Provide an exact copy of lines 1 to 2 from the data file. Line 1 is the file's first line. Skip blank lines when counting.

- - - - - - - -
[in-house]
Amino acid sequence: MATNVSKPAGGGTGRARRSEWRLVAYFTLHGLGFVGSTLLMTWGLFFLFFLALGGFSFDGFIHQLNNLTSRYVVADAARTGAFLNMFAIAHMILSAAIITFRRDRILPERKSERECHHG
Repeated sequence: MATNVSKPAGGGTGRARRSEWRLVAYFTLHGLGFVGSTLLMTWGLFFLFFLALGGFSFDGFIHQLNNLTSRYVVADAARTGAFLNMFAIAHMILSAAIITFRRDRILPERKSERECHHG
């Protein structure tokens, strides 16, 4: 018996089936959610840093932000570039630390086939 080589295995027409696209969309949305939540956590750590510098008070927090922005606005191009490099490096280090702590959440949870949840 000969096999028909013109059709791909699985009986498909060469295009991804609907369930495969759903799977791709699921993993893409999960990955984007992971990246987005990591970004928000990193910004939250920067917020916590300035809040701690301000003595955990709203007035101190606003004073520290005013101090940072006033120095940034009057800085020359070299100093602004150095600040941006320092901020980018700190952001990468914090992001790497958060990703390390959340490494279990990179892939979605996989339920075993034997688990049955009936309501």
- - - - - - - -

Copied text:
[in-house]
Amino acid sequence: MATNVSKPAGGGTGRARRSEWRLVAYFTLHGLGFVGSTLLMTWGLFFLFFLALGGFSFDGFIHQLNNLTSRYVVADAARTGAFLNMFAIAHMILSAAIITFRRDRILPERKSERECHHG